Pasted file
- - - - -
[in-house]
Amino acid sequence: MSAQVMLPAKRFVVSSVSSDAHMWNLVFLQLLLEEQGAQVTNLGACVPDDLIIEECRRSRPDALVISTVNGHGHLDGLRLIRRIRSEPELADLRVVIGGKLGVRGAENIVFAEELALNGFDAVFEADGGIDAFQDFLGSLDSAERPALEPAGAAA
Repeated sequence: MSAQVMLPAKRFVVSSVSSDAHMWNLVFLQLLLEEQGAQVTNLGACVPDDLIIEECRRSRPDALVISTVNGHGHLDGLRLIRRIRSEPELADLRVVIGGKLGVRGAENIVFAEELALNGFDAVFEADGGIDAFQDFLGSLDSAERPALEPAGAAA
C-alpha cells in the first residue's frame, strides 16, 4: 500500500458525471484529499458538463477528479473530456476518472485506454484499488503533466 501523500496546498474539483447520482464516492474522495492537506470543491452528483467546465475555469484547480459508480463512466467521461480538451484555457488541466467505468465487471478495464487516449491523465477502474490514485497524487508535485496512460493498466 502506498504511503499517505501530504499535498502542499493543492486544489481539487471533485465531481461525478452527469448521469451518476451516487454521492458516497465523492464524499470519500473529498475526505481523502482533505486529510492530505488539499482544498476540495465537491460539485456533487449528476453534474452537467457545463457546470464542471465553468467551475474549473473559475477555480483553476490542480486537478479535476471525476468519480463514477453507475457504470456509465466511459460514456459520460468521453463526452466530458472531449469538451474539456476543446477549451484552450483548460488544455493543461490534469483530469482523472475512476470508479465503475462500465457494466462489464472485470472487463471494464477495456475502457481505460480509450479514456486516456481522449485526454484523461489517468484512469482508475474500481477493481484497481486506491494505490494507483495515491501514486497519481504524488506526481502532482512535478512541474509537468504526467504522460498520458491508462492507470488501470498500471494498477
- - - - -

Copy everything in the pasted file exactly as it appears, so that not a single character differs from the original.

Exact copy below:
[in-house]
Amino acid sequence: MSAQVMLPAKRFVVSSVSSDAHMWNLVFLQLLLEEQGAQVTNLGACVPDDLIIEECRRSRPDALVISTVNGHGHLDGLRLIRRIRSEPELADLRVVIGGKLGVRGAENIVFAEELALNGFDAVFEADGGIDAFQDFLGSLDSAERPALEPAGAAA
Repeated sequence: MSAQVMLPAKRFVVSSVSSDAHMWNLVFLQLLLEEQGAQVTNLGACVPDDLIIEECRRSRPDALVISTVNGHGHLDGLRLIRRIRSEPELADLRVVIGGKLGVRGAENIVFAEELALNGFDAVFEADGGIDAFQDFLGSLDSAERPALEPAGAAA
C-alpha cells in the first residue's frame, strides 16, 4: 500500500458525471484529499458538463477528479473530456476518472485506454484499488503533466 501523500496546498474539483447520482464516492474522495492537506470543491452528483467546465475555469484547480459508480463512466467521461480538451484555457488541466467505468465487471478495464487516449491523465477502474490514485497524487508535485496512460493498466 502506498504511503499517505501530504499535498502542499493543492486544489481539487471533485465531481461525478452527469448521469451518476451516487454521492458516497465523492464524499470519500473529498475526505481523502482533505486529510492530505488539499482544498476540495465537491460539485456533487449528476453534474452537467457545463457546470464542471465553468467551475474549473473559475477555480483553476490542480486537478479535476471525476468519480463514477453507475457504470456509465466511459460514456459520460468521453463526452466530458472531449469538451474539456476543446477549451484552450483548460488544455493543461490534469483530469482523472475512476470508479465503475462500465457494466462489464472485470472487463471494464477495456475502457481505460480509450479514456486516456481522449485526454484523461489517468484512469482508475474500481477493481484497481486506491494505490494507483495515491501514486497519481504524488506526481502532482512535478512541474509537468504526467504522460498520458491508462492507470488501470498500471494498477